Lochsa River Canyon
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n the morning of September 15, 1805, Old Toby, the Corps' Lemhi-Shoshone guide, led the party down the canyon "over Steep points rockey & buschey as usial," according to Clark. Private Whitehouse added that they "crossed Several Springs and Swampy places covred with white ceeder and tall handsom Spruce pine, which would be excelent for boards or Shingles." crossed several springs & swampey places," as well as "a Creek & a small pond which lay a small distance below it."
Those "Steep points" where the river has shouldered its way between rocky mountainsides, are marked today by road cuts, which were necessary in order to make room for the highway that was completed through this stretch in the 1950s. Late in the 19th century the creek and the small pond were named Papoose and Whitehouse, respectively.
The "white ceeder" was the western redcedar; which is the more suitable for shingles, and is commonly known as "shinglewood." The "tall handsom Spruce pine" was the tall (50 to 100 feet), fragrant, dark-green Engelmann spruce—"slender as a church spire."1 This tree's straight stems have often been used as telephone poles, though its most sublime destiny, owing to its singularly resonant quality that derives from the consistently fine, soft, straight grain, has long been used for violin bodies and piano sounding boards. In the 1990s many Engelmann spruce (Picea engelmannii Parry ex Engelm)2 stands throughout the Bitterroots were decimated by an infestation of spruce bark beetles.
From 1,200 feet in the air the river that Lewis and Clark later named "Koos koos kee"—which they understood meant "clear water"—looks placid, but at water level it is a continuous staircase of rapids that justifies the old Indian name, Lochsa, meaning "rough water." Along the thin line of U.S. 12 the way is level and smooth. The "springs & swampey places" that haven't been covered over are inconsiderable from the motorist's perspective. But the narrow canyon bottom binds the road to the riverbank so tightly that the sharply interlocked curves warrant a posted speed limit of 55 mph.
The roads winding through the mountains at right and at lower left are gravel-surfaced forest access routes to timber extraction sites. The light-green areas are sites that have been "clear-cut"—all trees have been removed, and seedlings have been planted in order to restore the timber. Forest access roads are also used by hunters and other recreationists.
--Joseph Mussulman, 09/04; rev. 08/2012
1. Donald Ross Peattie, A Natural History of Western Trees (Boston: Houghton Mifflin Company, 1981), 135, 217-18. Peattie believed (p. 218) that at their camp on the Clearwater River the Corps of Discovery hewed their six dugout canoes from western redcedar. However, Clark had said (on September 25, 1805) that the trees he chose were "large Pine." In 1826 the trees he referred to were officially named Pinus ponderosa—literally "large pine"—by botanist David Douglas.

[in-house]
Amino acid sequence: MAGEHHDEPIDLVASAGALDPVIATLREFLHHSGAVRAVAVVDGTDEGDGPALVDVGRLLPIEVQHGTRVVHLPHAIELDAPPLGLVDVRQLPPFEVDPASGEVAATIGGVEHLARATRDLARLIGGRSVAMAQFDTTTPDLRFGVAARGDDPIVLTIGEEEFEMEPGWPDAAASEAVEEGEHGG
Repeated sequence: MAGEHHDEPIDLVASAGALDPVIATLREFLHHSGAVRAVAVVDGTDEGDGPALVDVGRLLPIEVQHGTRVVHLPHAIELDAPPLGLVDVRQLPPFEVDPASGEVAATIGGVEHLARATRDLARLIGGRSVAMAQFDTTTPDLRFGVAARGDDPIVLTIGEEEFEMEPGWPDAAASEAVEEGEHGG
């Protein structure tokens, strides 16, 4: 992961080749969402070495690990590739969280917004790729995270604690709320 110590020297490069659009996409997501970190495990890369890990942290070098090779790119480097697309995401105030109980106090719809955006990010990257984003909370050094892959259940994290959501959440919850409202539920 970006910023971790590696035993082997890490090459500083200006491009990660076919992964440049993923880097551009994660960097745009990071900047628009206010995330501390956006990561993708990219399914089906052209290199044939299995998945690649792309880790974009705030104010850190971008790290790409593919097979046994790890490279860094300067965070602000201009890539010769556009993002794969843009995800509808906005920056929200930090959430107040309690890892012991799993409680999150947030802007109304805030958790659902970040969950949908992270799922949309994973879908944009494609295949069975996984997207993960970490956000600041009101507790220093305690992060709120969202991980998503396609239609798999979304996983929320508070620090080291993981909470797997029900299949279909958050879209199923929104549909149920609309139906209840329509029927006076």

Sergeant Ordway claimed that Clark's "large Pine" trees were "pitch pines." But although as a native New Hampshireman he certainly would have seen the latter around his home in Merrimack County, there was a gap in his memory. Pitch pine (Pinus rigida) is native to eastern North America from Maine and Ohio to Kentucky and Georgia, mostly in small mixed stands. The 1.1-million-acre Pinelands National Reserve in New Jersey is the largest single-species stand of the species. Although the needles of the pitch pine are grouped in fascicles of three, as are those of the Rocky Mountains' ponderosa pine, the similarities between the two species end there. In many parts of their range, pitch pines are often shrubby and gnarly, and the needles growing out of its bark clearly distinguish it from all other species of pine. At best it can reach a height of 40 to 70 feet, with occasional specimens reaching 100 feet (30m), and a maximum diameter of 35 inches (.9 m). Pitch pine has little value as saw timber because its multiple trunks are more or less curved, knotty, and resinous, characteristics which also would have precluded them from afterlife as dugout canoes. Their best use is as pulpwood; otherwise, the nearest they come to being commercially valuable is their suitability for 6-foot milled fenceposts or, when young, as Christmas trees. Still, since the turn of the present century the Natural Resources Conservation Service of the USDA has actively sought to restore Pinus rigida to the few remaining habitats in places like New Hampshire's Merrimack County, mainly for the sake of the small wildlife species that once depended on it. Plants Database; Flora of North America, vol. 2; Lady Bird Johnson Wildflower Center Native Plant Information Network.
The explorers could easily recognize the differences between pine and "white ceedar," often mistaking the latter for arborvitae—western redcedar, Thuja plicata. Besides, Engelmann spruce thrives in high, cold environments on the ridges of the Bitterroot Mountains, and not in the hot, dry habitat of the Clearwater River canyon where the expedition hewed their second flotilla of dugout canoes.2. Picea [pie-SEE-a] is a Latin word for spruce; engelmannii [eng-gull-MAH-nee-eye] commemorates the German physician and botanist George Engelmann (1809-1884), of Saint Louis, Missouri, who was an authority on conifers of the northwest and cacti of the southwest.
Funded in part by a grant from the Idaho Governor's Lewis and Clark Trail Committee.